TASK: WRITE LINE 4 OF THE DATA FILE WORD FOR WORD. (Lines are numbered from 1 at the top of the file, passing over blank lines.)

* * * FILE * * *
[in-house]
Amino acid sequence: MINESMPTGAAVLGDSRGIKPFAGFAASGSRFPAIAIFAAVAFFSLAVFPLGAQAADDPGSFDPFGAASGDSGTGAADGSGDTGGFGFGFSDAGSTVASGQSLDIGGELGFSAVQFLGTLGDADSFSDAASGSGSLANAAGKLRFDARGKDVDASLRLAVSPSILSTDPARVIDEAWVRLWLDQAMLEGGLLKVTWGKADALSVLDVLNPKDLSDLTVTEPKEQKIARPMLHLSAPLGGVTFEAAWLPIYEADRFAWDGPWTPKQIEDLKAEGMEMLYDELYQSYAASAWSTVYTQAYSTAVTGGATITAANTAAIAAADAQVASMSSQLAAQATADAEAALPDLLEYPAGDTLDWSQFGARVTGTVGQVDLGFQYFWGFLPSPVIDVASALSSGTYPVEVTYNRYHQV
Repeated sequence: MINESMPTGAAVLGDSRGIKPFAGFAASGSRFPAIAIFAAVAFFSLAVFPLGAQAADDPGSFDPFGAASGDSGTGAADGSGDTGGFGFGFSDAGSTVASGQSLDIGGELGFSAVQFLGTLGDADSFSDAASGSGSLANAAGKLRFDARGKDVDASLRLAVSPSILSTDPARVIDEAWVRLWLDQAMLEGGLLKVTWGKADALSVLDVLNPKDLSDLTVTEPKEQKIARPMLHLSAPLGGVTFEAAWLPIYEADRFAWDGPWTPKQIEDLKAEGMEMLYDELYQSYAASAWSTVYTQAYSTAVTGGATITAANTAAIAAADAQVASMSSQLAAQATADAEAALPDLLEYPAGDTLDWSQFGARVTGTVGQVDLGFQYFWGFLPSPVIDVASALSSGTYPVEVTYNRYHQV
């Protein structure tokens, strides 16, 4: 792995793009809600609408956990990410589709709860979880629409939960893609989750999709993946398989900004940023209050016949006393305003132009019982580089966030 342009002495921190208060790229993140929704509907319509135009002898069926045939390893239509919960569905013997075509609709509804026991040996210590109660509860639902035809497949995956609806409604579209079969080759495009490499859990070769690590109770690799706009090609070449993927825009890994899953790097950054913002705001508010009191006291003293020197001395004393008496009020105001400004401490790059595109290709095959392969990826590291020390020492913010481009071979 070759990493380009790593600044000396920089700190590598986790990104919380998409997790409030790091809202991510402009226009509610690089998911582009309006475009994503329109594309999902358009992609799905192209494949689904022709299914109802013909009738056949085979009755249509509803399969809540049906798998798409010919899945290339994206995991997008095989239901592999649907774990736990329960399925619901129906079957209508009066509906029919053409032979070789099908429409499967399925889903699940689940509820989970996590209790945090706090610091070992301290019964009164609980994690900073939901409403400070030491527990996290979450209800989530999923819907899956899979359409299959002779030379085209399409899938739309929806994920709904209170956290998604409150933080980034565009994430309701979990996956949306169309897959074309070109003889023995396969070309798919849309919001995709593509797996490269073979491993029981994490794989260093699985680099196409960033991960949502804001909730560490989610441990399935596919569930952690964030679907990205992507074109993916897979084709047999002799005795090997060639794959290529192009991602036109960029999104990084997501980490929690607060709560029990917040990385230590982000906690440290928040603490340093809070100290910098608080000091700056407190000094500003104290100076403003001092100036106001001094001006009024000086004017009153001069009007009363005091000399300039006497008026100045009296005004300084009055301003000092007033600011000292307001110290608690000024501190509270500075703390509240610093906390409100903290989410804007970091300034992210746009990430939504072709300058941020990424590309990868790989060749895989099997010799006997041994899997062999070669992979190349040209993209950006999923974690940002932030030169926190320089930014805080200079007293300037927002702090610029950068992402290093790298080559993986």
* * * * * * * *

């Protein structure tokens, strides 16, 4: 792995793009809600609408956990990410589709709860979880629409939960893609989750999709993946398989900004940023209050016949006393305003132009019982580089966030 342009002495921190208060790229993140929704509907319509135009002898069926045939390893239509919960569905013997075509609709509804026991040996210590109660509860639902035809497949995956609806409604579209079969080759495009490499859990070769690590109770690799706009090609070449993927825009890994899953790097950054913002705001508010009191006291003293020197001395004393008496009020105001400004401490790059595109290709095959392969990826590291020390020492913010481009071979 070759990493380009790593600044000396920089700190590598986790990104919380998409997790409030790091809202991510402009226009509610690089998911582009309006475009994503329109594309999902358009992609799905192209494949689904022709299914109802013909009738056949085979009755249509509803399969809540049906798998798409010919899945290339994206995991997008095989239901592999649907774990736990329960399925619901129906079957209508009066509906029919053409032979070789099908429409499967399925889903699940689940509820989970996590209790945090706090610091070992301290019964009164609980994690900073939901409403400070030491527990996290979450209800989530999923819907899956899979359409299959002779030379085209399409899938739309929806994920709904209170956290998604409150933080980034565009994430309701979990996956949306169309897959074309070109003889023995396969070309798919849309919001995709593509797996490269073979491993029981994490794989260093699985680099196409960033991960949502804001909730560490989610441990399935596919569930952690964030679907990205992507074109993916897979084709047999002799005795090997060639794959290529192009991602036109960029999104990084997501980490929690607060709560029990917040990385230590982000906690440290928040603490340093809070100290910098608080000091700056407190000094500003104290100076403003001092100036106001001094001006009024000086004017009153001069009007009363005091000399300039006497008026100045009296005004300084009055301003000092007033600011000292307001110290608690000024501190509270500075703390509240610093906390409100903290989410804007970091300034992210746009990430939504072709300058941020990424590309990868790989060749895989099997010799006997041994899997062999070669992979190349040209993209950006999923974690940002932030030169926190320089930014805080200079007293300037927002702090610029950068992402290093790298080559993986």